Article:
Valverde's outing caps Tigers' All-Star effort
Closer K's side in ninth; Verlander, Cabrera make contributions
ANAHEIM -- Jose Valverde always celebrates his strikeouts a little, save situation or not. He was definitely going to celebrate these.
Valverde didn't get a chance to finish off another American League victory in the All-Star Game like he had hoped, and like AL manager Joe Girardi had planned. But in keeping the AL within two runs by striking out the side in order in the ninth inning, he had given them a chance to come back. And he had given a couple old teammates some grief in the AL's 3-1 loss to the National League on Tuesday.
Before the Midsummer Classic, Valverde ran into his old D-backs teammate, Chris Young, who had two game-ending popouts against him during their series at Comerica Park last month. Having seen Valverde celebrate twice already this season, Young set up a good-natured challenge.
"We've been friends for a long time," Valverde said. "He wanted to hit a home run. And after that, he told me he wanted to [celebrate] it, too. I said, 'You can do whatever you want to.' But if I strike him out, I'm dancing."
Not only did Valverde tell Young he'd strike him out, he told him how: split-fingers.
"He told me he was going to throw me three of them," Young told reporters afterward, "but I figured he would try to mix a fastball in."
Valverde told MLB.com on Monday night he'd throw all split-fingers if he had a save situation. The situation wasn't as predicted, but after a first-pitch fastball, the splitters were all low and away. Young swung and missed at all three of them, badly.
"I tried to stay on the fastball, and he did his little Valverde hop on me," Young said.
Said Valverde: "Nothing I can do. If he swings, I throw it again."
Valverde had already done the hop on another ex-teammate, this one from his previous two seasons in Houston. Michael Bourn led off the inning and got the same mix, and he ended up with the same result. He took a fastball for strike one, then swung and missed at back-to-back splitters to quickly end his first All-Star plate appearance.
"He's a good kid, plays hard," Valverde said. "But now, it's a different situation. He's not my partner no more. I had to throw split-fingers to him, too."
Byrd has never been a Valverde teammate, but he also had a hit off Valverde once. He battled Valverde for eight pitches, the last six of them splitters. He fouled off two of them to stay alive with a full count, but he couldn't resist the one over the plate. He swung and missed at that one, too.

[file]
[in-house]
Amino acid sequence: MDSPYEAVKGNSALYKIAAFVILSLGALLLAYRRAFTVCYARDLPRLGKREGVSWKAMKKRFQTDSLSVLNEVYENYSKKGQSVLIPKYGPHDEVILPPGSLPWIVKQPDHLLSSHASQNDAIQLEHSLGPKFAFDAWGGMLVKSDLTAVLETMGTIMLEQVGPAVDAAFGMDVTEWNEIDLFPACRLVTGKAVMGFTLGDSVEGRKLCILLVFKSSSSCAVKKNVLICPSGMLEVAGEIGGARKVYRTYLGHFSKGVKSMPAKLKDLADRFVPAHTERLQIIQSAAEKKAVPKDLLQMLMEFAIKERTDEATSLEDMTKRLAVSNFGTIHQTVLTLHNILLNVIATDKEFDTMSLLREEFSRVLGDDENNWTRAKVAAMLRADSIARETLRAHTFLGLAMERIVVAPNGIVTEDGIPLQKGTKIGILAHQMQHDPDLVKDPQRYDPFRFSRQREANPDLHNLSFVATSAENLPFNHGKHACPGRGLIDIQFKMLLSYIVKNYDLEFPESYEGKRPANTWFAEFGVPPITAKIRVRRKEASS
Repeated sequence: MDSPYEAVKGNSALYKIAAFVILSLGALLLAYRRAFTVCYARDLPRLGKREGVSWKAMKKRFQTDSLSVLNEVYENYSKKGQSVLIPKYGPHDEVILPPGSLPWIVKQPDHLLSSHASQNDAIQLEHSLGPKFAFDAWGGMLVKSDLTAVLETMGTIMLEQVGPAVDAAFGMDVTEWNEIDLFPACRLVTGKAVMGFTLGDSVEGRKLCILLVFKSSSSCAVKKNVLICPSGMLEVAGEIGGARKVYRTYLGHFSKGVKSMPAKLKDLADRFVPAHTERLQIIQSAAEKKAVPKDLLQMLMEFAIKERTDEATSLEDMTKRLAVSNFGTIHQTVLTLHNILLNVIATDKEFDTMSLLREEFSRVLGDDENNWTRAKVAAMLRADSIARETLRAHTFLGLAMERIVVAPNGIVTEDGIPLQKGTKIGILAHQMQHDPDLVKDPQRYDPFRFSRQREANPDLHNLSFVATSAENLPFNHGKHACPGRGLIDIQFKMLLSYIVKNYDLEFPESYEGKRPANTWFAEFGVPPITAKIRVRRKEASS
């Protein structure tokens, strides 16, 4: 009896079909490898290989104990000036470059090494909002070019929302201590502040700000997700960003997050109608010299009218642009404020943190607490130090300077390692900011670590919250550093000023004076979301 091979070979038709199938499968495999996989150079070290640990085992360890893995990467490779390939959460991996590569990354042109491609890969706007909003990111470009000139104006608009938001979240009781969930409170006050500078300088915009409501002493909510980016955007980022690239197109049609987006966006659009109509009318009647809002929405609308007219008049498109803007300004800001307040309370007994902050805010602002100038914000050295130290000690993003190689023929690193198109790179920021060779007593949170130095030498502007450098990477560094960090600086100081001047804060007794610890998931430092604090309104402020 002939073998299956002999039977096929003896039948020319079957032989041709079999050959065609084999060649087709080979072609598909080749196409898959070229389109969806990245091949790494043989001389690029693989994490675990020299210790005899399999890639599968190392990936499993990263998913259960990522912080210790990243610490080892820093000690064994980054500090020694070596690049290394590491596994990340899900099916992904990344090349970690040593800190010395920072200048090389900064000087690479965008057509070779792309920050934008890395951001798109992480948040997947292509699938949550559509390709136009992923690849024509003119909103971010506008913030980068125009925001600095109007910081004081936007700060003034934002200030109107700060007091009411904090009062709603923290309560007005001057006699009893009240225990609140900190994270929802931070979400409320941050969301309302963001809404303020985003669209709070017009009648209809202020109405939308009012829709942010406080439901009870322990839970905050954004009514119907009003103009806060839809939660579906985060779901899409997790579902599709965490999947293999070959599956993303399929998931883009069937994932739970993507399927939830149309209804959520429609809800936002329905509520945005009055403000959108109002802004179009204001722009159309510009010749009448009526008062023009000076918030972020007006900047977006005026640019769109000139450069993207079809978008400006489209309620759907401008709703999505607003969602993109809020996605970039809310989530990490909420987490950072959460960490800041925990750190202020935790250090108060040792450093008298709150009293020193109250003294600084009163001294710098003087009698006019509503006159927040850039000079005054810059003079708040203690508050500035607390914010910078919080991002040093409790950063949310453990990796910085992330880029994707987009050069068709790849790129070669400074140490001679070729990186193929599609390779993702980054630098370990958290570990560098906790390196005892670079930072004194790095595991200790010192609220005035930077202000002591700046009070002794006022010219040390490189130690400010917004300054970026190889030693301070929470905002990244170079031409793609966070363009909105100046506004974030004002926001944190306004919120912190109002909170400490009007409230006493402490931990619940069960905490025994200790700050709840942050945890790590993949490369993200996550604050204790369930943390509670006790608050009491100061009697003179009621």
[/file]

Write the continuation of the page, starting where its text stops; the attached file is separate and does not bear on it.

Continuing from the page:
Once again, Valverde hopped, clearing the third-base line on his way back to the dugout. He couldn't save the AL, but he at least gave them a shot.
Valverde was the third Tigers player to get into the game. Miguel Cabrera became the first Detroit player in the starting lineup since 2007 and earned his first All-Star hit in six at-bats, lining an opposite-field single with one out in the opening inning off NL starter Ubaldo Jimenez.
"It was tough, because you can't see the ball very well," said Cabrera, referring to the late-afternoon start and the shadows at Angel Stadium. "I just wanted to stay inside on the ball."
Cabrera got the showdown he wanted in his other at-bat, meeting up against former Marlins teammate Josh Johnson leading off the bottom of the fourth. He got the pitch he wanted on a 2-0 count, but grounded it to third.
"That's my guy," Cabrera said earlier.
Justin Verlander, a last-minute addition to the AL roster, pitched the top of the fifth and had the kind of inning that seemingly fit some of his starts for Detroit, working his way in and out of trouble in a 20-pitch grind. David Wright's leadoff single and stolen base nearly set up a run when Andre Ethier hit a line-drive single into right field, but Wright was held at third rather than test Josh Hamilton's arm.
Verlander, whose fastball topped out at 99 mph early and often, answered by sending down Corey Hart check-swinging at a 91-mph slider. With the sacrifice fly no longer an option, Verlander went heavy to the fastball on Brian McCann, who pulled a 99-mph heater to right for a fly ball that took Hamilton to the track before he made the catch for the third out.
Jason Beck is a reporter for MLB.com. This story was not subject to the approval of Major League Baseball or its clubs.